Palmer Luckey, the 24-year old co-founder of Oculus, will leave Facebook at the end of this week, according to a report from UploadVR.
Facebook issued a statement on Luckey’s departure:
“Palmer will be dearly missed. Palmer’s legacy extends far beyond Oculus. His inventive spirit helped kick-start the modern VR revolution and helped build an industry. We’re thankful for everything he did for Oculus and VR, and we wish him all the best.”
Luckey sold Oculus to Facebook three years ago for $3 billion, and stayed on at Facebook to work on core VR technology.
Facebook declined to comment on whether Luckey’s departure was of his own accord, per company policy on personnel moves. Luckey’s exit comes just two months after a high-profile court case between Facebook and Zenimax, which had sued Facebook for intellectual property theft, alleging that John Carmack, Oculus chief technology officer and a former Zenimax employee, used trade secrets owned by Zenimax to help develop the Oculus Rift. Carmack, Luckey, and Facebook co-founder Mark Zuckerberg all testified in the proceedings.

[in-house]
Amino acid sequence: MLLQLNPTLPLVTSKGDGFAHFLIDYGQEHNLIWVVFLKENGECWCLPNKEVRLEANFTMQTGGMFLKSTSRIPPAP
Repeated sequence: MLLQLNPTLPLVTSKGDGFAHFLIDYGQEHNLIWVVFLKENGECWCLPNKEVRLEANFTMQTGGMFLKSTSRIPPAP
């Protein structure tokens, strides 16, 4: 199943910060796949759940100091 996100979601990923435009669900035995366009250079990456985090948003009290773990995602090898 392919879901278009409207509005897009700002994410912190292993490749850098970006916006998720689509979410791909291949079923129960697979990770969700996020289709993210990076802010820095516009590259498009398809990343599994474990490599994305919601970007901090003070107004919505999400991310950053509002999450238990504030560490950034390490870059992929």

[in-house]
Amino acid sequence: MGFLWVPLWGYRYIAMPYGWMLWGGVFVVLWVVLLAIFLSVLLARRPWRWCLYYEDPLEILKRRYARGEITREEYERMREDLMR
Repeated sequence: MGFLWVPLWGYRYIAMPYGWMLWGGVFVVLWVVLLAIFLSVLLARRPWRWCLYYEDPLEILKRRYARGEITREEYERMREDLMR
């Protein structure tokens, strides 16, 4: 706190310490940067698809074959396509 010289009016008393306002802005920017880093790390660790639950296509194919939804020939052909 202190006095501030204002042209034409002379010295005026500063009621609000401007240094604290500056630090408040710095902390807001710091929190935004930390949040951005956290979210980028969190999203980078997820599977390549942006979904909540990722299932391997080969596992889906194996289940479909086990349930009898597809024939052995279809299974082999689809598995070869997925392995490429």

Although the jury ruled against Zenimax on the intellectual property theft claim, the jury found that Luckey had violated a nondisclosure agreement in order to build the Rift. Facebook was ordered to pay Zenimax $500 million as a result. Facebook said it will appeal the decision.
Luckey stirred up negative attention in September when The Daily Beast published a story claiming that Luckey was funding a far-right political group bent on smearing presidential candidate Hillary Clinton with memes. Luckey released a statement via Facebook in which he said that he donated $10,000 to Nimble America because “they had fresh ideas on how to communicate with young voters through the use of several billboards.” He vowed that he was a supporter of libertarian Gary Johnson, and that he would not donate to the controversial organization again.
Because of the negative attention, Luckey skipped the third annual Oculus Connect conference two weeks later, and kept a low profile until the court proceedings earlier this year.
After Friday, Oculus will be without one of its co-founders, just a year after the Rift hit stores.
- The best VR apps for 2020
- Are deepfakes a dangerous technology? Creators and regulators disagree
- The best co-op games for 2020
- Jailed hacker insists he doesn’t want to see a computer ever again
- Rockstar Games director and writer departs after nearly 20 years